Ané van Zyl
It is the responsibility of men to change behaviour amongst themselves when it comes to rape culture according to Dr. Birgit Schreiber, the senior director of student affairs and the head of the task team for the rape culture report.
“It is men who need to speak back to each other. A lot of men have this problem. A lot of men go out and violate, rape and objectify women,” Schreiber said.
She and Monica du Toit, manager of the Transformation Office, presented the findings of the rape culture report at the Stellenbosch University (SU) Museum on Thursday.
Schreiber pointed out that the university cannot monitor rape, but does have the ability to monitor rape culture.
“Culture is the perpetuation of rape, not the incident,”said Du Toit.
Schreiber also said that this does not make the system around reporting rape and how it works unimportant, but it is different.
An audience member asked where on campus rape is normalised.
“The report doesn’t show us where these horrible people are who say that rape isn’t bad,” he said.
He also said that the report makes a strong accusation against students and staff of the university. “How does the report go about showing us where this is actually the case, or if it is even remotely true?” he asked with reference to the claim that rape culture is present on campus.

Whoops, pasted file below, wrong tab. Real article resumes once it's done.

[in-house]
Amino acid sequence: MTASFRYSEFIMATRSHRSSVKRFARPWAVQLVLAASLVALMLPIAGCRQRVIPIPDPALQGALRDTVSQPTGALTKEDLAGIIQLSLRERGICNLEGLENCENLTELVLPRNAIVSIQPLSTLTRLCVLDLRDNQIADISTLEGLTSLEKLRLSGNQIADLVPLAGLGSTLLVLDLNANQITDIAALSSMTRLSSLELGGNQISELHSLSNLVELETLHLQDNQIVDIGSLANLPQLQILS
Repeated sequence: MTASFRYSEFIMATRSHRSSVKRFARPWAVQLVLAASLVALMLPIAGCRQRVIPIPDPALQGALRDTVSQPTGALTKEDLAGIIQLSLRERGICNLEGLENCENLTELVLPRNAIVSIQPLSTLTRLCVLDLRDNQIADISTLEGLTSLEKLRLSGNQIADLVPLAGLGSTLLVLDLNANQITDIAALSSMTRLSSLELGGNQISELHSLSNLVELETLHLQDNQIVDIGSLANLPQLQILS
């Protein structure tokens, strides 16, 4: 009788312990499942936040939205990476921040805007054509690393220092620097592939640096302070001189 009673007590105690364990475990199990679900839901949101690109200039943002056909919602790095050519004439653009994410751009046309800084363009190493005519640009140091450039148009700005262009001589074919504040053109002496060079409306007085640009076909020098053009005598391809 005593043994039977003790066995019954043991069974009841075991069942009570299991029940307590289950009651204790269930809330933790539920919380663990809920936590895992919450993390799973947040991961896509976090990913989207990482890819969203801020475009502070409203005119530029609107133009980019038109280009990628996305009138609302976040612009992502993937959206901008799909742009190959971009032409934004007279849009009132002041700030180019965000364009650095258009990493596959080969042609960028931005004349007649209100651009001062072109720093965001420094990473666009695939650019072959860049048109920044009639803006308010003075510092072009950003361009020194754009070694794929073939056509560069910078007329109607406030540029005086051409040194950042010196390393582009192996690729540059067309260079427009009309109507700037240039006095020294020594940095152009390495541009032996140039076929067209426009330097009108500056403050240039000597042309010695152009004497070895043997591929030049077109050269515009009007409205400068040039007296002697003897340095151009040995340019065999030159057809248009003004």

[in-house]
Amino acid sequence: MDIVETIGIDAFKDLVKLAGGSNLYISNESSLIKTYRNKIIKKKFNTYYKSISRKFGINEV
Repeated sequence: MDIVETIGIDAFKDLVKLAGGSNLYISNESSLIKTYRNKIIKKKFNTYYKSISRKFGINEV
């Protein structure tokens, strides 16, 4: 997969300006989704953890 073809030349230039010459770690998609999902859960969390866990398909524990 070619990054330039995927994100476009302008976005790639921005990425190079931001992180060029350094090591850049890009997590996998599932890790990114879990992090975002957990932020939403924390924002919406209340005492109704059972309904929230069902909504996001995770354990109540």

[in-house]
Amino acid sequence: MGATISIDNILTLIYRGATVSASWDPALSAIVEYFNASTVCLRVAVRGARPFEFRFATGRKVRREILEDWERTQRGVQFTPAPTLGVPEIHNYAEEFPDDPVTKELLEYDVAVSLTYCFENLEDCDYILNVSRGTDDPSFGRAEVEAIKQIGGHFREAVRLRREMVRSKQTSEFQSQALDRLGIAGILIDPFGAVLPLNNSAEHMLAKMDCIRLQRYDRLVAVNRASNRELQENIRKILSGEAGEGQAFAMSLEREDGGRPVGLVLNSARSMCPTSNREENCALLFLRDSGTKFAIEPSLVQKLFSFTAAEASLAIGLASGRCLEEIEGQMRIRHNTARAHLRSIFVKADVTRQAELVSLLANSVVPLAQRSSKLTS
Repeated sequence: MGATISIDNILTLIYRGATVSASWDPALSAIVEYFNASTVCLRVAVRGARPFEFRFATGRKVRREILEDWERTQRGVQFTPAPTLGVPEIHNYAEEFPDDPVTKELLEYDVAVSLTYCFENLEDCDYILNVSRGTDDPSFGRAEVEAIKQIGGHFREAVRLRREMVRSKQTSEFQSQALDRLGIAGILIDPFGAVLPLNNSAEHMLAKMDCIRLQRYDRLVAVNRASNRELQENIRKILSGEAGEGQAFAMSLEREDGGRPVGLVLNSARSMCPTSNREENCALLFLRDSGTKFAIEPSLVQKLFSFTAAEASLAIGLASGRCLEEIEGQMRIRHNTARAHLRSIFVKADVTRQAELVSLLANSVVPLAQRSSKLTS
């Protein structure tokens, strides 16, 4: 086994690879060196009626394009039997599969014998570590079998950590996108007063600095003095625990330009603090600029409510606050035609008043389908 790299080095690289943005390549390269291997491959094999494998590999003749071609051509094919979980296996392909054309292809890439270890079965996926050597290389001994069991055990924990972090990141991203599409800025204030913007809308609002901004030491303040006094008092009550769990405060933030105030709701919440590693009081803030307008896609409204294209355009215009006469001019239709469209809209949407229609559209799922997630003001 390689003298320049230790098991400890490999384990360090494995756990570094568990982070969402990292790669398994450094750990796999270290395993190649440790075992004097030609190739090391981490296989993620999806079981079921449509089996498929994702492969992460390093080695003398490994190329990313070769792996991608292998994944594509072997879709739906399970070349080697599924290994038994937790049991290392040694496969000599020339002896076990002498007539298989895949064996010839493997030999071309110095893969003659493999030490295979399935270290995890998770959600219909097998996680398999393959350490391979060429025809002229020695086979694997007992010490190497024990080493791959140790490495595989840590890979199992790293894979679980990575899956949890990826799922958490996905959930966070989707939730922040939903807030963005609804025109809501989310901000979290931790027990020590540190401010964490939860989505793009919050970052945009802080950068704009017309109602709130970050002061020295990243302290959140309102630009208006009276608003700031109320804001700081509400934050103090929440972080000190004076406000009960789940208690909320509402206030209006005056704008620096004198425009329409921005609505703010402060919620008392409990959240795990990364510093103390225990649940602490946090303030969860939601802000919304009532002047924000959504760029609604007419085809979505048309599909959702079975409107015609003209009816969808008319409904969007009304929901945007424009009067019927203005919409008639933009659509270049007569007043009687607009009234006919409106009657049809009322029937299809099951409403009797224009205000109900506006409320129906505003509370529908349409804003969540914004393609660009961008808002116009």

Schreiber replied that rape culture is a set of beliefs, thoughts or practises that fundamentally disempower, violate and disadvantage women.
“We are all guilty of it when we hear jokes that we don’t speak to, when we laugh at the pom-pom girls. We think that it’s okay. In this culture, women are systematically violated and we’re all responsible for it,” Schreiber said.
Du Toit added that “every time you ask what someone was wearing or why she was out that late, you should think rape culture. An accusation is not easy to deal with, but it is our accusation and there’s no way around it.
Omri Jacobs, a member of the Student Representative Council of 2017/2018. Commented that some might feel offended when fingers are pointed at them.
“I think that is the wrong mind set. We need to get everyone involved and get everyone to take part. We should make people realise they are wrong, then they will care about these issues,” he said.